Third grade science standards require students to participate in investigations, observe results and offer reasons for findings. In Mrs. Julien’s third grade science class at Kimberly Elementary, the students utilized these scientific processes as they investigated the factors that allow plants to live and thrive in different regions of Georgia.
The rigorous science investigation required the students to learn about the adaptations of plant leaves that allow them to thrive in different regions. For example, some leaves are flat while others are rolled or contain a waxy coating. To simulate the leaves, the students used a flat paper towel, a rolled paper towel and a paper towel rolled in waxed paper. Each paper towel was saturated in water and set to dry overnight.
The next day, the students examined the evidence and discussed their findings, making the connection, between the paper towel “leaves” and leaves found in nature.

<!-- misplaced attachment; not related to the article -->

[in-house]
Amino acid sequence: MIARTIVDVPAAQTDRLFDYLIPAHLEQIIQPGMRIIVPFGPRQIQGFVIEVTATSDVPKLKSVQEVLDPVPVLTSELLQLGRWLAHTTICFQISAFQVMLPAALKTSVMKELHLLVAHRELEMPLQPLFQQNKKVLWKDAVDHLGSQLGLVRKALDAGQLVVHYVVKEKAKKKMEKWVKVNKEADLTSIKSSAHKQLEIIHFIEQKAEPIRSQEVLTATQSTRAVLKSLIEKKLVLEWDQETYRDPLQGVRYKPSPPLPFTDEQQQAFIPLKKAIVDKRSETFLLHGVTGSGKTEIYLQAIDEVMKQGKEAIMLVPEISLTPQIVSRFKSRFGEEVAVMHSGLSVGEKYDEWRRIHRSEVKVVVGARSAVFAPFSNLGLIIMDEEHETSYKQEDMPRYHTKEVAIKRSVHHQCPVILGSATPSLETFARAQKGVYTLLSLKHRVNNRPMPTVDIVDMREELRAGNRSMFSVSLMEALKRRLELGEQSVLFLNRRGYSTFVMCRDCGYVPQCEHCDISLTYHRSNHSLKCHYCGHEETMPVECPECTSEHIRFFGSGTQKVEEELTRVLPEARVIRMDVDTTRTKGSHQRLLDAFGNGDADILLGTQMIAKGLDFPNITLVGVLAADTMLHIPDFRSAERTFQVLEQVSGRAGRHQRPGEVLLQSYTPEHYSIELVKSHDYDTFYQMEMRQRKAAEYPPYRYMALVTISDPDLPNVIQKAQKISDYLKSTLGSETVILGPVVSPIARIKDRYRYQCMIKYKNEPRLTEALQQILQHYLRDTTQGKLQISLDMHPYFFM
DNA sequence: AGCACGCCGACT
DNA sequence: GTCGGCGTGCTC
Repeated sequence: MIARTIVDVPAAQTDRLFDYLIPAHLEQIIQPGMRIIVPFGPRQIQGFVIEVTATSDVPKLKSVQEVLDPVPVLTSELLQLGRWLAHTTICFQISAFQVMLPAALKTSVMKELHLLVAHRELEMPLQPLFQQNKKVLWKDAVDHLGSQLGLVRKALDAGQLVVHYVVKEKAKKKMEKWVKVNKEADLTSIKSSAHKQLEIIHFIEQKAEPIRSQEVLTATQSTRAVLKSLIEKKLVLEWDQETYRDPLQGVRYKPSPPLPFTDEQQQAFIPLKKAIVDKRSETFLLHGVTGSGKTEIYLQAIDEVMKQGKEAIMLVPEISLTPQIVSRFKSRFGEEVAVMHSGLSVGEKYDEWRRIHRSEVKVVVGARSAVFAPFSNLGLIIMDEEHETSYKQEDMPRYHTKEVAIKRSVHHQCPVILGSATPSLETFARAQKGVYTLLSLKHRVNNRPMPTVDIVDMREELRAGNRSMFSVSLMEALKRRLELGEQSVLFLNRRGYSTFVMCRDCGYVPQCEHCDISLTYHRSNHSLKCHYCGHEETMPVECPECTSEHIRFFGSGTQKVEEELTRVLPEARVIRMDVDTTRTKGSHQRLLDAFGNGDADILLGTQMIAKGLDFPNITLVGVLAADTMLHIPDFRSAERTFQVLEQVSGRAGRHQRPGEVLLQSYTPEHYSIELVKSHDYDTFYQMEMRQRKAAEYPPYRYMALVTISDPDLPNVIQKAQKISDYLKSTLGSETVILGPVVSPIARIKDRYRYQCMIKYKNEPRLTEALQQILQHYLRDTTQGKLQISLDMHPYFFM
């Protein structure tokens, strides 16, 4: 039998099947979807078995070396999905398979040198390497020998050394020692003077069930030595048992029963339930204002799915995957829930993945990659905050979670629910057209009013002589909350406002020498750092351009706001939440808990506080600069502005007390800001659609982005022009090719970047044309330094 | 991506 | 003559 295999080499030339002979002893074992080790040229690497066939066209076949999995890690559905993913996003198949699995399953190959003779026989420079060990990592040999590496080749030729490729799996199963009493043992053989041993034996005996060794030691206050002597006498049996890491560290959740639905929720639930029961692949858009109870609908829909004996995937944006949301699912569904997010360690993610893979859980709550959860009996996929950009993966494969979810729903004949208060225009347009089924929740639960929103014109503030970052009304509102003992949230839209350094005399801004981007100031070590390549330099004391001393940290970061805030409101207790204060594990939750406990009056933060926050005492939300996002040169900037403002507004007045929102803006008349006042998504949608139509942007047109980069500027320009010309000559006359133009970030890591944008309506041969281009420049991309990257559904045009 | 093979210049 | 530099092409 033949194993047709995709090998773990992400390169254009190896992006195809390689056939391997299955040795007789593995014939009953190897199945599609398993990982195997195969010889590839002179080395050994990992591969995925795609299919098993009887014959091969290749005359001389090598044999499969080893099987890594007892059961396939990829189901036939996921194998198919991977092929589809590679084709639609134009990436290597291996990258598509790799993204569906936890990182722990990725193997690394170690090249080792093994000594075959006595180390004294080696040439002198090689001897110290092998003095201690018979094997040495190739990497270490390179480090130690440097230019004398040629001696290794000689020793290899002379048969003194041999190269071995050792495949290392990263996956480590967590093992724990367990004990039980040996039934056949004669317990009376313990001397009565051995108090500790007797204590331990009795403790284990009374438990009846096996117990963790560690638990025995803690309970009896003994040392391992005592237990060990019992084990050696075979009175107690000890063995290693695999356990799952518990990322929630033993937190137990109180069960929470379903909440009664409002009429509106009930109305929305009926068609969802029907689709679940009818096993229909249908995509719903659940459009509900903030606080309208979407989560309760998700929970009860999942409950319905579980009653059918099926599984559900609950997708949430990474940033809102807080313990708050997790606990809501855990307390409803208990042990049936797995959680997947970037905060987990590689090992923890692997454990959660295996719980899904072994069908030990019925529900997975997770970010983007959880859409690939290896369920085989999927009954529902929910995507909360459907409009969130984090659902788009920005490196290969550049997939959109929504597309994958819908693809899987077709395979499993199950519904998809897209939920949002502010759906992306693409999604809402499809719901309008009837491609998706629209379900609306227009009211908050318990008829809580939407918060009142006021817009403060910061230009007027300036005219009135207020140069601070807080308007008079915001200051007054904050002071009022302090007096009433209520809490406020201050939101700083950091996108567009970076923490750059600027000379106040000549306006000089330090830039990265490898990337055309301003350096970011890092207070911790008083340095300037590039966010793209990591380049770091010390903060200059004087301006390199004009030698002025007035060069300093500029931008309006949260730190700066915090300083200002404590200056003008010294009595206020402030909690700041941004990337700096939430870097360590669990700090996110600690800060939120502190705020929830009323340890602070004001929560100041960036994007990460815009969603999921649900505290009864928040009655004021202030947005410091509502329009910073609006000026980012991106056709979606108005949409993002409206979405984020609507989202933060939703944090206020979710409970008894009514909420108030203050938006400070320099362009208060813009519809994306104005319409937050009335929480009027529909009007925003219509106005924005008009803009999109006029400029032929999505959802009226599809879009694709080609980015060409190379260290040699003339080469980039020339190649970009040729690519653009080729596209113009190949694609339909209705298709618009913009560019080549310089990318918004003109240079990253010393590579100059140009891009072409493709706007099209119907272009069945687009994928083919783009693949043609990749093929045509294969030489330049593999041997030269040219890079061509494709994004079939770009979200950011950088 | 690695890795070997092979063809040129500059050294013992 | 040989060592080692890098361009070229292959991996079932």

Mrs. Julien believes that involving students in hands-on investigations that prompt discussion, allows them to make connections to the science concepts they study in class. Her students agree.
“I like to do experiments because it makes learning more fun,” said one of her students.
“I can understand things better when we actually do them in the classroom instead of just reading about them,” said another student.
Mrs. Julien plans to incorporate a science investigation into her classroom curriculum each week.
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